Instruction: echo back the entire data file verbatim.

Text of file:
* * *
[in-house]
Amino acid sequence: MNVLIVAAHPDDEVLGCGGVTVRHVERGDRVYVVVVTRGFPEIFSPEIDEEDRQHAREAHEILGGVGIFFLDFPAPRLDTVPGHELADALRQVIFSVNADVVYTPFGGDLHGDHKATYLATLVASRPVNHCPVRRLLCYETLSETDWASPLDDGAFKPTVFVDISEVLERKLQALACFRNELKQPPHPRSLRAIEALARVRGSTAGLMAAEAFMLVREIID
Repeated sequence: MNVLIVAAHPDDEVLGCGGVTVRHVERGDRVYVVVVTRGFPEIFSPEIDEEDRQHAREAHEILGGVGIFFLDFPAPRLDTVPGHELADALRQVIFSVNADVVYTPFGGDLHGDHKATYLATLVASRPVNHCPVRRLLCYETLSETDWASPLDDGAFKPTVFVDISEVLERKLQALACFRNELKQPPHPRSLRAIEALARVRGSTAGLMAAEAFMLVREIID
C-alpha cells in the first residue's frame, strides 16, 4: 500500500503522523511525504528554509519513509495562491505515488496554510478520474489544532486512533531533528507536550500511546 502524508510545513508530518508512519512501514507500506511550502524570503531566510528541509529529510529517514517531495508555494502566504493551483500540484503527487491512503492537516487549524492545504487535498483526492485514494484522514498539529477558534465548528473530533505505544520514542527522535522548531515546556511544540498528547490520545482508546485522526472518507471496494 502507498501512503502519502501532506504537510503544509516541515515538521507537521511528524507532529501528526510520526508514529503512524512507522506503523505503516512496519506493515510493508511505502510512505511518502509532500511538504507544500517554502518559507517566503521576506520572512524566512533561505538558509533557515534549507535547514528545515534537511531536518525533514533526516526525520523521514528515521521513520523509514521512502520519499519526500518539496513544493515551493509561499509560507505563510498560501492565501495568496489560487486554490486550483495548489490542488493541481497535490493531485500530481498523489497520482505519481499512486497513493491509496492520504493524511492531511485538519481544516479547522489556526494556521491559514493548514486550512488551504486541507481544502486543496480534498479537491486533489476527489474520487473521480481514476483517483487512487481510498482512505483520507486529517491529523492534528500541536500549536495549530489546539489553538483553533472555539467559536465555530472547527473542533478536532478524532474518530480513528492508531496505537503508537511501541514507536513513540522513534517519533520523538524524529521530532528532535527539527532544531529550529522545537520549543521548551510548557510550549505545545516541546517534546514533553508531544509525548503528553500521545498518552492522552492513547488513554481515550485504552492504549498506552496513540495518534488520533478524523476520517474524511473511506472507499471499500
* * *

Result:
[in-house]
Amino acid sequence: MNVLIVAAHPDDEVLGCGGVTVRHVERGDRVYVVVVTRGFPEIFSPEIDEEDRQHAREAHEILGGVGIFFLDFPAPRLDTVPGHELADALRQVIFSVNADVVYTPFGGDLHGDHKATYLATLVASRPVNHCPVRRLLCYETLSETDWASPLDDGAFKPTVFVDISEVLERKLQALACFRNELKQPPHPRSLRAIEALARVRGSTAGLMAAEAFMLVREIID
Repeated sequence: MNVLIVAAHPDDEVLGCGGVTVRHVERGDRVYVVVVTRGFPEIFSPEIDEEDRQHAREAHEILGGVGIFFLDFPAPRLDTVPGHELADALRQVIFSVNADVVYTPFGGDLHGDHKATYLATLVASRPVNHCPVRRLLCYETLSETDWASPLDDGAFKPTVFVDISEVLERKLQALACFRNELKQPPHPRSLRAIEALARVRGSTAGLMAAEAFMLVREIID
C-alpha cells in the first residue's frame, strides 16, 4: 500500500503522523511525504528554509519513509495562491505515488496554510478520474489544532486512533531533528507536550500511546 502524508510545513508530518508512519512501514507500506511550502524570503531566510528541509529529510529517514517531495508555494502566504493551483500540484503527487491512503492537516487549524492545504487535498483526492485514494484522514498539529477558534465548528473530533505505544520514542527522535522548531515546556511544540498528547490520545482508546485522526472518507471496494 502507498501512503502519502501532506504537510503544509516541515515538521507537521511528524507532529501528526510520526508514529503512524512507522506503523505503516512496519506493515510493508511505502510512505511518502509532500511538504507544500517554502518559507517566503521576506520572512524566512533561505538558509533557515534549507535547514528545515534537511531536518525533514533526516526525520523521514528515521521513520523509514521512502520519499519526500518539496513544493515551493509561499509560507505563510498560501492565501495568496489560487486554490486550483495548489490542488493541481497535490493531485500530481498523489497520482505519481499512486497513493491509496492520504493524511492531511485538519481544516479547522489556526494556521491559514493548514486550512488551504486541507481544502486543496480534498479537491486533489476527489474520487473521480481514476483517483487512487481510498482512505483520507486529517491529523492534528500541536500549536495549530489546539489553538483553533472555539467559536465555530472547527473542533478536532478524532474518530480513528492508531496505537503508537511501541514507536513513540522513534517519533520523538524524529521530532528532535527539527532544531529550529522545537520549543521548551510548557510550549505545545516541546517534546514533553508531544509525548503528553500521545498518552492522552492513547488513554481515550485504552492504549498506552496513540495518534488520533478524523476520517474524511473511506472507499471499500